AUSTRALIA: New Entrepreneur Visa, China, Australia Agreement and Temporary Workers

Visa Reforms to Attract and Retain Innovative Talent

The Minister for Immigration and Border Protection, the Hon Peter Dutton MP, has announced that a new Entrepreneur visa will be introduced in the second half of 2016. The Entrepreneur visa is designed to attract foreign innovators with unique skills, ideas and entrepreneurial talent to Australia.

The Minister has also announced that visa reforms are to be implemented to facilitate the retention of highly educated, talented foreign students who are graduating with specialised research Masters and Doctorate qualifications. These changes will benefit high achieving graduates in STEM subjects – science, technology, engineering and mathematics as well as certain ICT fields, by creating a pathway to permanent residence.

Read the Minister”s media release here.

China-Australia Free Trade Agreement and Labour Market Testing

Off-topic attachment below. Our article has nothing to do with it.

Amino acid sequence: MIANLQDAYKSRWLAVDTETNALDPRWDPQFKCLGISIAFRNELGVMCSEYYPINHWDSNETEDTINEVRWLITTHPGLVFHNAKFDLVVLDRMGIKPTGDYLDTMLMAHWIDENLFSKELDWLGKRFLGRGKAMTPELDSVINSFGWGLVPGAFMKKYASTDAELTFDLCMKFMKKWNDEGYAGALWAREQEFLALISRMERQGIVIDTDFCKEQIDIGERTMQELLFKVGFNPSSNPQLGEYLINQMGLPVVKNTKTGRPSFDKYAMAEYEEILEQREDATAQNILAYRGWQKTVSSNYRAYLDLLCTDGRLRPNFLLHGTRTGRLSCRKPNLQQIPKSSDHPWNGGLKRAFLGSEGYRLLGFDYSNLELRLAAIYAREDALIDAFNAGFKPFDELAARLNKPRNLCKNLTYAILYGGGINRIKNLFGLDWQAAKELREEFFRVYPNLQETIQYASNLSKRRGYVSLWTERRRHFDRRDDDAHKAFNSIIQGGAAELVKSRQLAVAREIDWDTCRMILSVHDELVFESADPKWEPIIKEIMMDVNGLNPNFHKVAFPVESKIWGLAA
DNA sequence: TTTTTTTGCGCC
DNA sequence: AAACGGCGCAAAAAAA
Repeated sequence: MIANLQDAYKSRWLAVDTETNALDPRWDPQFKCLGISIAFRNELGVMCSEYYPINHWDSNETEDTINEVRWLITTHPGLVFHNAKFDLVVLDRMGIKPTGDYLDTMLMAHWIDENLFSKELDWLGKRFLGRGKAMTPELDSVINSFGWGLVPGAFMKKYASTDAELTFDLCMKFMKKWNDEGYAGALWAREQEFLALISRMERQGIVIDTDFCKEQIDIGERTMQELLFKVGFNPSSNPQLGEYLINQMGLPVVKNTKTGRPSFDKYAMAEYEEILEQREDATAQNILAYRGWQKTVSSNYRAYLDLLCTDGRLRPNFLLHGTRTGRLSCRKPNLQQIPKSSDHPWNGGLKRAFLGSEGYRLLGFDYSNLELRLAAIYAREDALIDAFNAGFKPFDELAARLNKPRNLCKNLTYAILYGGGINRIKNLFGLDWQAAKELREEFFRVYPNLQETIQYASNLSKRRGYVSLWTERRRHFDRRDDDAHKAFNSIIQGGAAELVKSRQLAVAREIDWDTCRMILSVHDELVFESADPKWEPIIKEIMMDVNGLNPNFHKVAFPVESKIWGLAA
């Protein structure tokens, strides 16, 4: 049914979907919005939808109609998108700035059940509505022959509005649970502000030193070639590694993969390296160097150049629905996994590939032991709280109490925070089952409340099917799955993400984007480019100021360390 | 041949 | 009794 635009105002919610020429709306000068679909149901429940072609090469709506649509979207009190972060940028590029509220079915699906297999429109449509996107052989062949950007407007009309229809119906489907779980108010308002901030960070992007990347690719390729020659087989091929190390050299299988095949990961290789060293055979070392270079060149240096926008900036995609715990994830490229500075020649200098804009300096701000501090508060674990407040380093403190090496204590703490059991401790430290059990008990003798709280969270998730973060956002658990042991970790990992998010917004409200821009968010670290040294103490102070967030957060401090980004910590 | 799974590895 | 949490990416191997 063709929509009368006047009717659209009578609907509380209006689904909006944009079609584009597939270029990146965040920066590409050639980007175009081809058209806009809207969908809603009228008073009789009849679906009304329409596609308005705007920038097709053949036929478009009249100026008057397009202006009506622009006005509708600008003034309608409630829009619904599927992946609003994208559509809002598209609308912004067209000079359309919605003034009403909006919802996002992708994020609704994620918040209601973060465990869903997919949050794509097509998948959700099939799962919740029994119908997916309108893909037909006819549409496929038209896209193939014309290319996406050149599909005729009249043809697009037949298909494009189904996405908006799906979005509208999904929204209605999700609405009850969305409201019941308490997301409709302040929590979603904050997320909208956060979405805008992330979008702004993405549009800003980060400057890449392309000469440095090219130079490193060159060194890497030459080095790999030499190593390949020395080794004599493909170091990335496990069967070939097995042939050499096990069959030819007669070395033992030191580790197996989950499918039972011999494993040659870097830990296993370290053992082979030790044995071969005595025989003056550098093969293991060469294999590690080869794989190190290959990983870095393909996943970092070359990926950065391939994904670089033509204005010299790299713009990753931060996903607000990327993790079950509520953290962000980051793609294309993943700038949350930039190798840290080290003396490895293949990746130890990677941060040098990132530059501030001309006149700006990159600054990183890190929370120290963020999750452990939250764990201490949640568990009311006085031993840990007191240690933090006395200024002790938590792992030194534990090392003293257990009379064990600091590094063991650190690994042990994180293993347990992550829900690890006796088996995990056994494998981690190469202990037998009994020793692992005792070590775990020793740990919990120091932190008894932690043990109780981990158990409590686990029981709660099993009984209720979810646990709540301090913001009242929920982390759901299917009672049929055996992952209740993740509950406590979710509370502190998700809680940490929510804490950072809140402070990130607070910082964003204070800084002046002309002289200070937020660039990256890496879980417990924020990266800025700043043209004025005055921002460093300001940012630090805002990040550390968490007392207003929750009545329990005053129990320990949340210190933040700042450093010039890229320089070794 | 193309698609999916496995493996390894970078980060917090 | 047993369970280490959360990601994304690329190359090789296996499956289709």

A new Ministerial Determination has been made to honour Australia”s commitments under the China-Australia Free Trade Agreement (ChAFTA) which is due to come into effect on the 20th December 2015.

The Determination specifies that Labour Market Testing (LMT) is inconsistent with the terms of the ChAFTA and will therefore not need to be conducted for the following individuals:

  • Executives, Senior managers and Managers as Intra-Corporate transferees
  • Specialists as Intra-Corporate transferees
  • Independent Executives
  • Contractual Service Suppliers.

 View the Ministerial Determination here.

Offshore Resources Activity (ORA)

Offshore resources activities include the exploration or exploitation of minerals, greenhouse gas and petroleum resources within Australia”s Exclusive Economic Zone and the waters above the Continental Shelf.

From the 14th December 2015, Temporary Work (Short Stay Activity) subclass 400 and Temporary Work (Skilled) subclass 457 visa holders will be permitted to participate in, or support, an offshore resources activity and authorised to enter Australia in a way other than through a port or pre-cleared flight.

This is because such persons frequently travel to the area where they will be participating in or supporting the offshore resources activity (and therefore entering the migration zone) directly by boat without otherwise entering Australia. Their entry will, however, need to be reported in writing to Immigration.  The person may report to the Department of Immigration personally or someone else may do this on their behalf, for example, the vessel”s local shipping agent.

View the full Migration Amendment (Offshore Resources Activity) Regulation 2015 here.

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